D.C. to vote on $11.50 minimum wage

D.C. to vote on $11.50 minimum wage

There are 922 comments on the WPTZ-TV Plattsburgh story from Dec 3, 2013, titled D.C. to vote on $11.50 minimum wage. In it, WPTZ-TV Plattsburgh reports that:

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Since: Mar 11

St. Croix valley

#108 Dec 8, 2013
Joe wrote:
<quoted text>
Oh, the double standard arises. Your income is off-limits. But you have the audacity to tell low-income workers they don't deserve $15/hour.
not a double standard at all. the wage i earn for my work is determined by the market, just as theirs is, and there is no way it is worth $15...it just isn't. when you can take someone off the street and train them to a job in 15 minutes, that is going to be a minimum wage job.

“bar0ckalypse n0w”

Since: Mar 10

Location hidden

#109 Dec 8, 2013
Americans who are buying insurance plans over online exchanges, under what is known as Obamacare, will have limited access to some of the nation’s leading hospitals, including two world-renowned cancer centres.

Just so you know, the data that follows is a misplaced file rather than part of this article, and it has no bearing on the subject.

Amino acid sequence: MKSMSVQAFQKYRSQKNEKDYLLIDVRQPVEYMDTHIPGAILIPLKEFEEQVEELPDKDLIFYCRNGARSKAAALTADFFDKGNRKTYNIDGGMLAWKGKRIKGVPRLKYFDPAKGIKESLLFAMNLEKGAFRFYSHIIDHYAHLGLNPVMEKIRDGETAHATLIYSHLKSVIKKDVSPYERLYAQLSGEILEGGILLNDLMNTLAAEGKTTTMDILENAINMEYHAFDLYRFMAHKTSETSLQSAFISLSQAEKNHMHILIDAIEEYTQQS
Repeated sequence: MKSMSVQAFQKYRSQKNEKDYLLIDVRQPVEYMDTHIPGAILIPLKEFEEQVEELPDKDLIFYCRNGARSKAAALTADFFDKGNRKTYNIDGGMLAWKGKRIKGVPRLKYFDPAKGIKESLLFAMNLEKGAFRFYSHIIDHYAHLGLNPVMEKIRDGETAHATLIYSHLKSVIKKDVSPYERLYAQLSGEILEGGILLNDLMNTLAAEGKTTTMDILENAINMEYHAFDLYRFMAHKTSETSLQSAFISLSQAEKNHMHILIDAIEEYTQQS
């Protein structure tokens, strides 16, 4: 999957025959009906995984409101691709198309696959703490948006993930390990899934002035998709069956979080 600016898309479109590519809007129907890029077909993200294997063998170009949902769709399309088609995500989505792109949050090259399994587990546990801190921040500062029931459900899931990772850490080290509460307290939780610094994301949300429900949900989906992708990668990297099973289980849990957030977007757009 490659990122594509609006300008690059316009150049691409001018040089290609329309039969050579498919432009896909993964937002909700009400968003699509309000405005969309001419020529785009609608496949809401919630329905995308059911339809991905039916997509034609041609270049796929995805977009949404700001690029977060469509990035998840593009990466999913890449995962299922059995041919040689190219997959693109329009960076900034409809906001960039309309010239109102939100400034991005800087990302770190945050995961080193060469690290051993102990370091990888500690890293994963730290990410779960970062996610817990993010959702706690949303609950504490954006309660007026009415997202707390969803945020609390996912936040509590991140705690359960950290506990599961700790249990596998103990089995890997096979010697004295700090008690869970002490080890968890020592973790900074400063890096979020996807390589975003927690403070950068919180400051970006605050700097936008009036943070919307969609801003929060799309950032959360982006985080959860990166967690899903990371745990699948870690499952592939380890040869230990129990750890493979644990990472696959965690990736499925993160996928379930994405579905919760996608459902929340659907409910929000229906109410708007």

Amid a drive by insurers to limit costs, the majority of insurance plans being sold on the new healthcare exchanges in New York, Texas, and California, for example, will not offer patients’ access to Memorial Sloan Kettering in Manhattan or MD Anderson Cancer Center in Houston, two top cancer centres, or Cedars-Sinai in Los Angeles, one of the top research and teaching hospitals in the country.
Gotaten

Ashburn, VA

#110 Dec 8, 2013
Joe wrote:
<quoted text>
Oh, the double standard arises. Your income is off-limits. But you have the audacity to tell low-income workers they don't deserve $15/hour.
Oh? So they DESERVE $15/hour because they are low-income? They are the ones that suffer when minimum-wage rates are raised.
CTM

New Milford, CT

#111 Dec 8, 2013
woodtick57 wrote:
<quoted text>the middle class dying off is myth you got sucked onto due to your stupidity....